Most surprising part of your GW experience: I sang at the White House with my a cappella group, interned at CNN during the midterm elections, performed a monologue at the Swedish Embassy and created a documentary as my final academic project. I knew coming in that GW's slogan was "something happens here," but I didn't truly understand what that meant until I experienced GW fully.
Describe what it means to be a PAF in three words: People. Place. Passion. People, because GW has become home to me, and as a PAF, I will remain with my GW family and continue learning from a diverse community. Place, because as a PAF, I will contribute to GW and challenge the university to foster a stronger community for all students. Passion, because the PAF program brings together six students with a variety of interests who are united by our love of the school and the people in it. 


Alec Nadeau

Alec Nadeau
B.A. Political Science, Columbian College of Arts and Sciences
Pursuing:  M.P.A., Trachtenberg School of Public Policy and Public Administration
Words to live by: I firmly believe that there is something to be learned from every person you meet, every situation you are in and everything you do. With this in mind, it is hard for me to feel that my time is ever being wasted, which allows me to fully appreciate my experiences.
Goals as a PAF: I see the PAF program as an amazing opportunity to make an impact on the undergraduate experience at GW. I aspire to grow as an academic and professional, but I am most looking forward to improving some aspect of student life at GW for those who will come after me.



Angela Sako

Angela Sako
B.A. International Affairs, Elliott School of International Affairs
Pursuing: M.P.P., Trachtenberg School of Public Policy and Public Administration
Dream job: In my home country of Albania, there aren’t many organizations that serve as a support group for patients and families affected by various illnesses. My dream job is to manage my own nonprofit in Albania with a focus on providing assistance to patients and families affected by cancer and lobbying for a patient-focused health care system.
Words to live by: While my father worked for the Albanian Embassy in Rome, my family developed a close friendship with Mother Teresa. Some of the words of wisdom that she imparted to my parents served as the guiding principles that they used while raising my sister and me. One such line comes from Mother Teresa’s poem “Life.” It says, “Life is a promise, fulfill it.” It means that in life we are presented with many opportunities and life is filled with promises. But it is up to us to take advantage of those opportunities. We also make promises to those within our circle that help us set goals that we must work hard toward fulfilling.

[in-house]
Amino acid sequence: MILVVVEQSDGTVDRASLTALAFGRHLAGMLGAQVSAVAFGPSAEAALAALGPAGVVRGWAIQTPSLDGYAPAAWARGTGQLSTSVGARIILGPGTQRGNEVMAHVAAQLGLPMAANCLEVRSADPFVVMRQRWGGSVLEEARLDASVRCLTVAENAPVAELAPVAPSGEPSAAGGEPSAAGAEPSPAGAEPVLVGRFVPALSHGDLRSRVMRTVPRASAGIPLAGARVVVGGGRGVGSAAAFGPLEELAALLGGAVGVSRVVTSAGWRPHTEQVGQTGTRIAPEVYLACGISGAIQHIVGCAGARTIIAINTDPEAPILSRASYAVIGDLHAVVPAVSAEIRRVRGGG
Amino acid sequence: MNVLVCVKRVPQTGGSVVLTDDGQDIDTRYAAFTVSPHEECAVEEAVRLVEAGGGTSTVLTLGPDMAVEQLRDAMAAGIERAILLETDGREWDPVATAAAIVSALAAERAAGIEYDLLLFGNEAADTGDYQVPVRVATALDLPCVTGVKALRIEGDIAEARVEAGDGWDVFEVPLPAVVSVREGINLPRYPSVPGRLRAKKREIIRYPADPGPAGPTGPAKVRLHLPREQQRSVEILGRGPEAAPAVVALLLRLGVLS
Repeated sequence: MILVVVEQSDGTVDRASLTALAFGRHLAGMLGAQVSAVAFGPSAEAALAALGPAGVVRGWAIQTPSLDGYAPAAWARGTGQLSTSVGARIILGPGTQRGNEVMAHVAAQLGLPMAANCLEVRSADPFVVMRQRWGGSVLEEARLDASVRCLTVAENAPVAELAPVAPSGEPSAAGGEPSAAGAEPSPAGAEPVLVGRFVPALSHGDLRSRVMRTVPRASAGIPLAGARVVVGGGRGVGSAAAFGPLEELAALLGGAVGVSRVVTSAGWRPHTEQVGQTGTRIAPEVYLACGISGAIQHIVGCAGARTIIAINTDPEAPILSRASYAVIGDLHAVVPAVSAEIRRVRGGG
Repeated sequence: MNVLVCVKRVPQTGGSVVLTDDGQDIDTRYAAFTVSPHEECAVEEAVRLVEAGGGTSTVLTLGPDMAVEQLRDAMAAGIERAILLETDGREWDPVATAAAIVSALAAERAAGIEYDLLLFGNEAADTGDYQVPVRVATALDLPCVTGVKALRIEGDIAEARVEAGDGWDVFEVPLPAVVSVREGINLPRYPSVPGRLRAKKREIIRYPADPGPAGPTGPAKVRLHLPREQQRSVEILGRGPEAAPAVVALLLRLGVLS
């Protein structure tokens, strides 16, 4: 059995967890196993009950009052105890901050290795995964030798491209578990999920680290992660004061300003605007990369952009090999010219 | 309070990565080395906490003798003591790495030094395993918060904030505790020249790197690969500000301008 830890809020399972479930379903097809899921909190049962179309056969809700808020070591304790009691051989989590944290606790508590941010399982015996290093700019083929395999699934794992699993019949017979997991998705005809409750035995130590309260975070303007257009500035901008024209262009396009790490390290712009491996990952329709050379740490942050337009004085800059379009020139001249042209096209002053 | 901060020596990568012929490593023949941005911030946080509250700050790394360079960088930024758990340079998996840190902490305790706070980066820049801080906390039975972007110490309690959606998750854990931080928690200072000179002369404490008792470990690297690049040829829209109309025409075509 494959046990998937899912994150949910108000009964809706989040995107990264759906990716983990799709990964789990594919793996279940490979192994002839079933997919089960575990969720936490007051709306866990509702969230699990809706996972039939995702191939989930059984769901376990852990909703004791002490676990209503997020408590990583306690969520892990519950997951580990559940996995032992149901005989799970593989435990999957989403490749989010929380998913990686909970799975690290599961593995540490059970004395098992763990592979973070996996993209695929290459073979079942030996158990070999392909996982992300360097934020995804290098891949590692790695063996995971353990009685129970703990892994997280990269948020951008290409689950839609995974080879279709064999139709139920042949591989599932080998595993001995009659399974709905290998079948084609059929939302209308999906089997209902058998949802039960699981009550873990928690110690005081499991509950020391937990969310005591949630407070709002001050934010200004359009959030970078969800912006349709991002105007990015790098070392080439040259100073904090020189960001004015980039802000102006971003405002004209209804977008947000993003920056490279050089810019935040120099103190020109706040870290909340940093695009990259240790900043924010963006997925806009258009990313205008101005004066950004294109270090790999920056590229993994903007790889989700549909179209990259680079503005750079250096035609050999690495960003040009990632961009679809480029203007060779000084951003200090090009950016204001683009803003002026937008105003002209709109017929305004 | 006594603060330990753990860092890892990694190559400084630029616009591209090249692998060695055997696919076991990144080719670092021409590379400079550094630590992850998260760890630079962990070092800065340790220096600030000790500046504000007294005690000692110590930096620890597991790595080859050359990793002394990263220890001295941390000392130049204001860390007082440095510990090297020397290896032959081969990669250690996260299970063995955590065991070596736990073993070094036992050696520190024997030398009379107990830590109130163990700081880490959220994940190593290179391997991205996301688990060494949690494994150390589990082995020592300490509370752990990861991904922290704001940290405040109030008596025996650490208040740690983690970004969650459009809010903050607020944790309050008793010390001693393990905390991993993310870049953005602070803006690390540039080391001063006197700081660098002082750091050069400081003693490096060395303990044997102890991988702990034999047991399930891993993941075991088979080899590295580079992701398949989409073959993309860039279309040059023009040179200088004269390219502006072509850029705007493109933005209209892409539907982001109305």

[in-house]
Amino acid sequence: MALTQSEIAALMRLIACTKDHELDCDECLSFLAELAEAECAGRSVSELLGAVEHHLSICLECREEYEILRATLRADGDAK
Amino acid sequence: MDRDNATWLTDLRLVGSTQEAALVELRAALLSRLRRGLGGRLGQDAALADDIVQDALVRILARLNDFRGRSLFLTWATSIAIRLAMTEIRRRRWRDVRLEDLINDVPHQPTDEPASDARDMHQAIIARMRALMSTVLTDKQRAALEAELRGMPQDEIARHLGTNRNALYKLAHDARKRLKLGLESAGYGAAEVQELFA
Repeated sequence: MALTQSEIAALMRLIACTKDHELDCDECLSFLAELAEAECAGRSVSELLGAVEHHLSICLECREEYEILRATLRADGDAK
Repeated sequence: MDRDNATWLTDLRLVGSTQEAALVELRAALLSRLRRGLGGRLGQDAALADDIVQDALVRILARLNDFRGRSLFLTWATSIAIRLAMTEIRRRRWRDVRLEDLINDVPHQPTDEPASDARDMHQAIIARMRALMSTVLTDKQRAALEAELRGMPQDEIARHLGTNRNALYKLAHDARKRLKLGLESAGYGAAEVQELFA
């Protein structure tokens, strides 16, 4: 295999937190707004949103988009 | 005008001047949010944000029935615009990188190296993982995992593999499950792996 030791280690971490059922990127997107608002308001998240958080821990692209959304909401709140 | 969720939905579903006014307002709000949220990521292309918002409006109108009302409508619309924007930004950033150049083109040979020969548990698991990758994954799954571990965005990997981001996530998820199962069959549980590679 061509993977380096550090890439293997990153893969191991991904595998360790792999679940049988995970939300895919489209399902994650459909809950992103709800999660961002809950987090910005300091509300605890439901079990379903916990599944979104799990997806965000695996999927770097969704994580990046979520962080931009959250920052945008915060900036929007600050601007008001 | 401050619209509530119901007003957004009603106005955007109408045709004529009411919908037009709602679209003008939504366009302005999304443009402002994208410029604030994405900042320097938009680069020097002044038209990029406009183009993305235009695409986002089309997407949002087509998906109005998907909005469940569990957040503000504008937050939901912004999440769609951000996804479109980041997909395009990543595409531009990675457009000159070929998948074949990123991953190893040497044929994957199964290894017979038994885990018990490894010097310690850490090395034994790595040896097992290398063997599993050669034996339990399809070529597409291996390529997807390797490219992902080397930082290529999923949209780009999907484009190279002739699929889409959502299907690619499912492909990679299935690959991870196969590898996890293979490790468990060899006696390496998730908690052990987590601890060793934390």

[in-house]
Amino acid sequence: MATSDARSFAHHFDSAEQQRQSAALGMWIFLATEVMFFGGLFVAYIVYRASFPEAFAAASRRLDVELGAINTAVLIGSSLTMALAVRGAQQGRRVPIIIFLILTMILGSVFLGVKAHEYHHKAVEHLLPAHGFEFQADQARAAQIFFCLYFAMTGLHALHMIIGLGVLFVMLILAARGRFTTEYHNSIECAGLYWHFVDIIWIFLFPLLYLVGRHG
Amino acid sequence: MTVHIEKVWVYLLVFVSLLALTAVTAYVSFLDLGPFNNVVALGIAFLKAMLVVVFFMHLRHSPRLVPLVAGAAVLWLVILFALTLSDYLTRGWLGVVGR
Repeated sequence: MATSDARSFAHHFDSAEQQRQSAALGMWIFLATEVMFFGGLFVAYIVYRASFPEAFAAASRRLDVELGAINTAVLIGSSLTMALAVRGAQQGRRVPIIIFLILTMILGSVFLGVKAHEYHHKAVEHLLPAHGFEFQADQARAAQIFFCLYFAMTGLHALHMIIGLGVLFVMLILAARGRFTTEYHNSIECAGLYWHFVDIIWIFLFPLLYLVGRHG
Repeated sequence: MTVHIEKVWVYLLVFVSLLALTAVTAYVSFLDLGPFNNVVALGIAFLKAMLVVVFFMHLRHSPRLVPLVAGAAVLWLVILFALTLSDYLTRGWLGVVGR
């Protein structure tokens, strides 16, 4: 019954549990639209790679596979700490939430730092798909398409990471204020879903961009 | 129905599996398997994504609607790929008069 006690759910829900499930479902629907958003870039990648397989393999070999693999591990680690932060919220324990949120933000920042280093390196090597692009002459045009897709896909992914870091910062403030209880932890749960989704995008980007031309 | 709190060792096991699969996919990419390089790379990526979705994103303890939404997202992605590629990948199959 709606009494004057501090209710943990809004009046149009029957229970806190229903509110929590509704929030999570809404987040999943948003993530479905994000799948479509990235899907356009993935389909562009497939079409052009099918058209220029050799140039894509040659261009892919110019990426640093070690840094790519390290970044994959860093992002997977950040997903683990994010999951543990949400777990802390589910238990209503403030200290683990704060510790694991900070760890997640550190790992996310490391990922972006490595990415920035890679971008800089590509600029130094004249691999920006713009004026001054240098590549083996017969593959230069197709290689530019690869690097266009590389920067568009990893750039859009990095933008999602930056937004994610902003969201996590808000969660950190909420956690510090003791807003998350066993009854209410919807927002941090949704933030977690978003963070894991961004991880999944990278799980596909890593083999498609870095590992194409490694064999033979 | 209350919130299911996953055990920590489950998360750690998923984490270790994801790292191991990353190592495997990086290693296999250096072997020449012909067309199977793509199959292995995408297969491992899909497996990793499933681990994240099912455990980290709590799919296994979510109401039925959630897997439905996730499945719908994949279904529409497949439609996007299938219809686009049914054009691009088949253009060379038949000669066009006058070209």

Maxwell “Max” Tingle

Maxwell “Max” Tingle
B.B.A. International Business, School of Business
Pursuing: M.P.A., Trachtenberg School of Public Policy and Public Administration
Person you admire most: I admire both of my parents equally. I do not know where I would be and who I would be without them.
Most surprising part of your GW experience: Interning for the White House was one of my more exciting experiences as an undergraduate. At the White House, I was part of the Office of National Drug Control Policy legislative affairs team, which dealt with efforts in response to prescription drug abuse and marijuana legalization in D.C. and nationally. It was memorable because I worked with seasoned professionals on some of the most prevalent issues in drug control policy. 


Katherine “Katie” Paz Wynne

Katherine “Katie” Paz Wynne
B.A. International Affairs, Elliott School of International Affairs
Pursuing: M.P.S., Graduate School of Political Management
Dream job: I would love to work on governmental relations and public policy for a large NGO that promotes the well-being and empowerment of women and girls. I have believed in working within a system to make positive, lasting change. My undergraduate women’s studies courses inspired me to pursue a career where I could work on equality issues on a large scale.
Goal as a PAF: I want to deepen my connection with the GW community while growing my professional skills and interests. When I am a part of a community, I like to be deeply involved in it and working at GW as a graduate student and alumna will allow me to strengthen my understanding of the university and my bond with it. I especially look forward to being mentored and mentoring other PAFs.